As I write this many are wondering just what will be the outcome of this year’s General Election?
There are many pieces of our existence that tie together, and so life involves a lot of planning. When to burn the pasture. What will go into the garden this year, and when If you’re fortunate enough to have investments, how do you deal with them – where do you put resources in uncertain times? For others, the planning might be a little “closer to the bone” and planning involves finding a way to get reserves for the “rainy day” when the car breaks down.
We can and should plan or project when things are going to happen based on what’s happened before and act accordingly. There is a time to plant, a time to reap, a time to laugh and a time to mourn, etc. as The Preacher says in Ecclesiastes. God gave us brains by which we can do this, and as good stewards of the gifts He has given, we should be prudent and plan. At the same time, we can be watching for the “wooly worm” indicators that might help give an idea of what coming that is out of the norm, and perhaps be ready for changes.
Things don’t always happen as they did last year, or two years ago, or four. So in this season especially, we might focus on the biblical instruction avoid trusting too much in our own plans, our own strengths, in our own prognostications. Or in the “princes” who will occupy places of power. (Psalm 146)
We might also meditate a bit on the instructions given to the Children of Israel as they were going into battle. In Deuteronomy 20 those who has just built a house, or started a business venture, or just gotten married were told to go back home. But also dismissed are those who have fainting hearts. They are dismissed lest the hearts of those around him also melt. The point being that the Lord was with them. In all of life, and yes, in death as well. Christ told His disciples just before He was betrayed, beaten, and crucified, “27 Peace I leave with you; my peace I give to you. Not as the world gives do I give to you. Let not your hearts be troubled, neither let them be afraid.” (John 14:27) Later that same night: “33 I have said these things to you, that in me you may have peace. In the world you will have tribulation. But take heart; I have overcome the world.” (John 16:33)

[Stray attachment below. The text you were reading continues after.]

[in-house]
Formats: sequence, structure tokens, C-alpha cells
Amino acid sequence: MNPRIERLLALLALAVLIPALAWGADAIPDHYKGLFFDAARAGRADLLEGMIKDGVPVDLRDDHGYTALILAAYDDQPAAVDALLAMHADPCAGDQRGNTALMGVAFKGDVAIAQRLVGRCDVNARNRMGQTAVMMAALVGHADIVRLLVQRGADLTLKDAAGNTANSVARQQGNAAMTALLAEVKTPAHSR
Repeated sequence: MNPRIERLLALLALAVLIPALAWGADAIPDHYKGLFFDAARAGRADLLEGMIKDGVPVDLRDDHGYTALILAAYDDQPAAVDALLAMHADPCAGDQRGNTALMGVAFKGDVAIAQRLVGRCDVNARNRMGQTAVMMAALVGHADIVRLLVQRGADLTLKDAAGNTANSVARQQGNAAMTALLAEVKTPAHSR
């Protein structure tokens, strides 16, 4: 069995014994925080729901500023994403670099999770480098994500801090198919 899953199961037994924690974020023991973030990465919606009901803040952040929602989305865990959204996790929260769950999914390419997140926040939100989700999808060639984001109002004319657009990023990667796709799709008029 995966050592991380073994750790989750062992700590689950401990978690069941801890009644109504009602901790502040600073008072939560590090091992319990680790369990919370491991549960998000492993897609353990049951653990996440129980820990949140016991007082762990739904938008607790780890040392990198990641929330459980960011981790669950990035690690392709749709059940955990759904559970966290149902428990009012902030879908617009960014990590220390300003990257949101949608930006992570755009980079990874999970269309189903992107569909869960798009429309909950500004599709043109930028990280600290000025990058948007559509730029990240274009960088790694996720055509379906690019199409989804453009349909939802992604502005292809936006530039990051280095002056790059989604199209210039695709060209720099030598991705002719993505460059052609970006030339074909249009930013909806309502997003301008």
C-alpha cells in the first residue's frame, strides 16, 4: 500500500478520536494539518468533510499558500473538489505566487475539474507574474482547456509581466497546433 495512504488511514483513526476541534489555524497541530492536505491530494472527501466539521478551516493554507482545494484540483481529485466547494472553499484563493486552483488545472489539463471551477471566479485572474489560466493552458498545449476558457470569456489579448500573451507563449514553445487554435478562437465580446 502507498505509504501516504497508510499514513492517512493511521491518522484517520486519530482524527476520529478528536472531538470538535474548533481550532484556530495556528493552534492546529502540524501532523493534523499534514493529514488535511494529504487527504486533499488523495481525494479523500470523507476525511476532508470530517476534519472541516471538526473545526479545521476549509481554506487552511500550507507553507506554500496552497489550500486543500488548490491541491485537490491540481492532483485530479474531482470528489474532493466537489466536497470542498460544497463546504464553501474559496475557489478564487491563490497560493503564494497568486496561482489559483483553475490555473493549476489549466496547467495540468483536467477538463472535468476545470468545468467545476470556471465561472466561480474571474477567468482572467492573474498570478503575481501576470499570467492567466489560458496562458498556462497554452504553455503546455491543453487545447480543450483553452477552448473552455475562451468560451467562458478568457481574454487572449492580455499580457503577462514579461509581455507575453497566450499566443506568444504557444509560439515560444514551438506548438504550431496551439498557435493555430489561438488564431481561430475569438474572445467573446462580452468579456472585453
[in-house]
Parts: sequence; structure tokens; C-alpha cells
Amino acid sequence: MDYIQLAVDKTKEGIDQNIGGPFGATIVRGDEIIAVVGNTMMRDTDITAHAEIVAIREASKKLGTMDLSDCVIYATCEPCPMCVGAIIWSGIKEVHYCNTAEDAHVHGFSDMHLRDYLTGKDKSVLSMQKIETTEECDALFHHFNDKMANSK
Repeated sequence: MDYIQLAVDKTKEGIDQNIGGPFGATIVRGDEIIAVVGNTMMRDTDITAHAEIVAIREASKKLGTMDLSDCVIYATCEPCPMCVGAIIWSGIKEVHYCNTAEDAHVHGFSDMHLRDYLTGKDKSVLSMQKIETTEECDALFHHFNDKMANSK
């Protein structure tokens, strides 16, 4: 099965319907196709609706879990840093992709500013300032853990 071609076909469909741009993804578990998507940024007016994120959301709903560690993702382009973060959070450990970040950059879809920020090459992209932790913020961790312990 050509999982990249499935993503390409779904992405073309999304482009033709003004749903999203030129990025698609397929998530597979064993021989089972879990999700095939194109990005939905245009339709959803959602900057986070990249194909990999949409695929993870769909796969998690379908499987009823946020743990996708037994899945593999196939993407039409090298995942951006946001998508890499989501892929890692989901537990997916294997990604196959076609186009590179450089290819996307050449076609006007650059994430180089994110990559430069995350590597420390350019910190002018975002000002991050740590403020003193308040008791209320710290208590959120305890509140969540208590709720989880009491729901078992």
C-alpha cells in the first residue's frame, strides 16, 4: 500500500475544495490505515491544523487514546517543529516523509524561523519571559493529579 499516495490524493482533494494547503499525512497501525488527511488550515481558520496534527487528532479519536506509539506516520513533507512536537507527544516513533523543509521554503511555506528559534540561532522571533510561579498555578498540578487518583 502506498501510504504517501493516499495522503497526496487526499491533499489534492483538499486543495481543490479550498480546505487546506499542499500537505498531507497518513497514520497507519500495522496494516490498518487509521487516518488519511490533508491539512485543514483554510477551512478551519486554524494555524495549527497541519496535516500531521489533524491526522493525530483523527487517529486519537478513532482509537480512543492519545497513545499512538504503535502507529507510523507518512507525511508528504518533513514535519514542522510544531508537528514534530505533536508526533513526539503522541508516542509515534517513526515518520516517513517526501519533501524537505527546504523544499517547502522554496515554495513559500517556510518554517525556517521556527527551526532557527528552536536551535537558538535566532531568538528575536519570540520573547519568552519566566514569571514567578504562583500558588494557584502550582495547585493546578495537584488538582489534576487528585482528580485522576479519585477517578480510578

It is the Prince of Heaven who has come to save you, who has overcome all things. He bids you to hold on to that promise, and so to perhaps wonder, but not to worry.
- Pr. Meyer